Importance: Certain psychiatric and immune-related disorders are reciprocal risk factors. However, the nature of these associations is unclear.
Objective: To characterize the pleiotropy between psychiatric and immune-related traits, as well as risk factors of hypothesized relevance.
Design, setting, and participants: This genetic association study was conducted from July 10, 2020, to January 15, 2022. Analyses used genome-wide association (GWA) statistics related to 14 psychiatric traits; 13 immune-related phenotypes, ie, allergic, autoimmune, and inflammatory disorders; and 15 risk factors related to health-related behaviors, social determinants of health, and stress response. Genetically correlated psychiatric-immune pairs were assessed using 2-sample mendelian randomization (MR) with sensitivity analyses and multivariable adjustment for genetic associations of third variables. False discovery rate correction (Q value < .05) was applied for each analysis.
Exposures: Genetic associations.
Main outcomes and measures: Genetic correlations and MR association estimates with SEs and P values. A data-driven approach was used that did not test a priori planned hypotheses.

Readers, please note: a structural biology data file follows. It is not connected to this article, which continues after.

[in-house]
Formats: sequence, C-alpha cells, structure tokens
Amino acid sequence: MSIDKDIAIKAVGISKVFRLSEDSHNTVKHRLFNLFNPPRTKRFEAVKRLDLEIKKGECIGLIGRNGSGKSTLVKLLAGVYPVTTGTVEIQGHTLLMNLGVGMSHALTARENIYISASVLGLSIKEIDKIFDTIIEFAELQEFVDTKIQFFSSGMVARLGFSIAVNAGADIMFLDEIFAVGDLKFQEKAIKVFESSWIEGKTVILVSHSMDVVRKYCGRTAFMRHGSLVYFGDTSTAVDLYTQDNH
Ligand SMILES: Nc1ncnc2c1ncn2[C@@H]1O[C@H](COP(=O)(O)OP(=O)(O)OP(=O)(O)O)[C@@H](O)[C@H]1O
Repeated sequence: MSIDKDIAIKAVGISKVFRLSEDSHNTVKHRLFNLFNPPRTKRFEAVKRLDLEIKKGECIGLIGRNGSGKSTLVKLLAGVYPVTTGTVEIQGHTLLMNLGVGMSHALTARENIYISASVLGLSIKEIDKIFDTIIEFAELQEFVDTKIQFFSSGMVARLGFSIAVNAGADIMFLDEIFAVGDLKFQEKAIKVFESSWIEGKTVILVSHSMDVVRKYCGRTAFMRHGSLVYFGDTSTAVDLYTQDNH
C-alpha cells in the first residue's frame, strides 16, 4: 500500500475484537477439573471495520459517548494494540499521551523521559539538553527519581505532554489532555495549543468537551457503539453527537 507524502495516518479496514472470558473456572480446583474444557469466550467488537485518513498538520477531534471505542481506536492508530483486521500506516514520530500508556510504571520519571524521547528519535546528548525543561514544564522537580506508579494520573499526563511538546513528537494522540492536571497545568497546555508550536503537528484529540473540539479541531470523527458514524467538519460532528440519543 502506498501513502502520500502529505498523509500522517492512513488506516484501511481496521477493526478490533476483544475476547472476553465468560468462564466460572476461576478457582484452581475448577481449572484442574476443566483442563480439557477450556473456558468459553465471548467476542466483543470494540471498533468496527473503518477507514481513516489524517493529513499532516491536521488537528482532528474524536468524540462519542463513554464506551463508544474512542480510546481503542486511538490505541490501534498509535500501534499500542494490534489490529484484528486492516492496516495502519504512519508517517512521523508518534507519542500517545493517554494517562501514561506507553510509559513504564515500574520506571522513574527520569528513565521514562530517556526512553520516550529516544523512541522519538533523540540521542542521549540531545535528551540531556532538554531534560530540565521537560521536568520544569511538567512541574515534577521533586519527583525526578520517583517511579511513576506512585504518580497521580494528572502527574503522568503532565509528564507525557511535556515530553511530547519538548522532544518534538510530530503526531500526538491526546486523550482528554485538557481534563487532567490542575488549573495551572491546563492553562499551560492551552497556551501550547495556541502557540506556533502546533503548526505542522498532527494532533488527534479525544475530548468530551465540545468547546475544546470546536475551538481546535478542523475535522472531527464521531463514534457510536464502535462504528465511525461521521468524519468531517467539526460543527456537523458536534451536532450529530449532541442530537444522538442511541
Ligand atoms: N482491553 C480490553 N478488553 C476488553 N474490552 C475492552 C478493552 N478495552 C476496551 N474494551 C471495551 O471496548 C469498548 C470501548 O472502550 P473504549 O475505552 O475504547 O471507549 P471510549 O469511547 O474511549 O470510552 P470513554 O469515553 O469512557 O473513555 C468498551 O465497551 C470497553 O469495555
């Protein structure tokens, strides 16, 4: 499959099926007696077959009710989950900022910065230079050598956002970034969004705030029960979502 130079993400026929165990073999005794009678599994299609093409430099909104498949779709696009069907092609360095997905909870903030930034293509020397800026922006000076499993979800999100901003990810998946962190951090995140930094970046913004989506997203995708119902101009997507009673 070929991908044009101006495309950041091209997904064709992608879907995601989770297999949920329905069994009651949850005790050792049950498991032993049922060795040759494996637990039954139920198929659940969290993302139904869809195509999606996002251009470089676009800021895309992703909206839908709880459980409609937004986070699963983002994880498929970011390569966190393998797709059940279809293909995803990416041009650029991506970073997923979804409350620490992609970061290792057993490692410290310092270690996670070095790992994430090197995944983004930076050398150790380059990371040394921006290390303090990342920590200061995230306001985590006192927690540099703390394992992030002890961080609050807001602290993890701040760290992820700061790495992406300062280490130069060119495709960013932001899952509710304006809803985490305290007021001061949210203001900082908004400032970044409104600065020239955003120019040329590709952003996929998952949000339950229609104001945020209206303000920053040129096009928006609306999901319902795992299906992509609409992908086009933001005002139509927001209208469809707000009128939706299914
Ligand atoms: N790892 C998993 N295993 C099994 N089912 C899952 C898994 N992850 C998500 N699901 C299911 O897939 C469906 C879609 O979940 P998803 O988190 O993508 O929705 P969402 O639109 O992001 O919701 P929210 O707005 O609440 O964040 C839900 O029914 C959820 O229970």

Results: A total of 44 genetically correlated psychiatric-immune pairs were identified, including 31 positive correlations (most consistently involving asthma, Crohn disease, hypothyroidism, and ulcerative colitis) and 13 negative correlations (most consistently involving allergic rhinitis and type 1 diabetes). Correlations with third variables were especially strong for psychiatric phenotypes. MR identified 7 associations of psychiatric phenotypes on immune-related phenotypes that were robust to multivariable adjustment, including the positive association of (1) the psychiatric cross-disorder phenotype with asthma (odds ratio [OR], 1.04; 95% CI, 1.02-1.06), Crohn disease (OR, 1.09; 95% CI, 1.05-1.14), and ulcerative colitis (OR, 1.09; 95% CI, 1.05-1.14); (2) major depression with asthma (OR, 1.25; 95% CI, 1.13-1.37); (3) schizophrenia with Crohn disease (OR, 1.12; 95% CI, 1.05-1.18) and ulcerative colitis (OR, 1.14; 95% CI, 1.07-1.21); and a negative association of risk tolerance with allergic rhinitis (OR, 0.77; 95% CI, 0.67-0.92).
Conclusions and relevance: Results of this genetic association study suggest that genetic liability for psychiatric disorders was associated with liability for several immune disorders, suggesting that vertical pleiotropy related to behavioral traits (or correlated third variables) contributes to clinical associations observed in population-scale data.